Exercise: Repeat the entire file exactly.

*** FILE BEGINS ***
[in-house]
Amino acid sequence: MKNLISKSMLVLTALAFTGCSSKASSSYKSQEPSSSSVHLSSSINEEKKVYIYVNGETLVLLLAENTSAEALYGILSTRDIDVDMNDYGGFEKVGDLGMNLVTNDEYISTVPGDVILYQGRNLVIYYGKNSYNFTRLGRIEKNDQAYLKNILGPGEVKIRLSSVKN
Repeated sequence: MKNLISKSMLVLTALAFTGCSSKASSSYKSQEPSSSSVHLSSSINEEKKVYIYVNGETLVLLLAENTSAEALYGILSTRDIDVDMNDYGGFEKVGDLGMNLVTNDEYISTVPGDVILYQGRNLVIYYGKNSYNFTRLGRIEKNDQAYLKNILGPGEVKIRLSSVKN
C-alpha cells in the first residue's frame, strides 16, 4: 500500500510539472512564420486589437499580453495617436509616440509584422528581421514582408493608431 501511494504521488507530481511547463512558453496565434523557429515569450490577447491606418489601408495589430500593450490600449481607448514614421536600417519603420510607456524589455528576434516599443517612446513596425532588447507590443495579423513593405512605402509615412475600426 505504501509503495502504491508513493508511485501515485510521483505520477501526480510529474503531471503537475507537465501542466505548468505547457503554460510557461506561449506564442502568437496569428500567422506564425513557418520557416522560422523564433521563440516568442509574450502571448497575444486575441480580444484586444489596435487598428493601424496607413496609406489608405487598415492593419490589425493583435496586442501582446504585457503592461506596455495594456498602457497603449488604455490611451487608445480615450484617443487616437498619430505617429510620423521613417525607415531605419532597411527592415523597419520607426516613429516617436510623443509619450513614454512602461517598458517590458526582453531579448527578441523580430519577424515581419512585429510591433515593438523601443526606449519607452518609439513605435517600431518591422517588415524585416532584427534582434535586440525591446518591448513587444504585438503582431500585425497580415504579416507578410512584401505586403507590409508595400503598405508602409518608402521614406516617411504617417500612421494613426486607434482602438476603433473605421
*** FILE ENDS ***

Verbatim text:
[in-house]
Amino acid sequence: MKNLISKSMLVLTALAFTGCSSKASSSYKSQEPSSSSVHLSSSINEEKKVYIYVNGETLVLLLAENTSAEALYGILSTRDIDVDMNDYGGFEKVGDLGMNLVTNDEYISTVPGDVILYQGRNLVIYYGKNSYNFTRLGRIEKNDQAYLKNILGPGEVKIRLSSVKN
Repeated sequence: MKNLISKSMLVLTALAFTGCSSKASSSYKSQEPSSSSVHLSSSINEEKKVYIYVNGETLVLLLAENTSAEALYGILSTRDIDVDMNDYGGFEKVGDLGMNLVTNDEYISTVPGDVILYQGRNLVIYYGKNSYNFTRLGRIEKNDQAYLKNILGPGEVKIRLSSVKN
C-alpha cells in the first residue's frame, strides 16, 4: 500500500510539472512564420486589437499580453495617436509616440509584422528581421514582408493608431 501511494504521488507530481511547463512558453496565434523557429515569450490577447491606418489601408495589430500593450490600449481607448514614421536600417519603420510607456524589455528576434516599443517612446513596425532588447507590443495579423513593405512605402509615412475600426 505504501509503495502504491508513493508511485501515485510521483505520477501526480510529474503531471503537475507537465501542466505548468505547457503554460510557461506561449506564442502568437496569428500567422506564425513557418520557416522560422523564433521563440516568442509574450502571448497575444486575441480580444484586444489596435487598428493601424496607413496609406489608405487598415492593419490589425493583435496586442501582446504585457503592461506596455495594456498602457497603449488604455490611451487608445480615450484617443487616437498619430505617429510620423521613417525607415531605419532597411527592415523597419520607426516613429516617436510623443509619450513614454512602461517598458517590458526582453531579448527578441523580430519577424515581419512585429510591433515593438523601443526606449519607452518609439513605435517600431518591422517588415524585416532584427534582434535586440525591446518591448513587444504585438503582431500585425497580415504579416507578410512584401505586403507590409508595400503598405508602409518608402521614406516617411504617417500612421494613426486607434482602438476603433473605421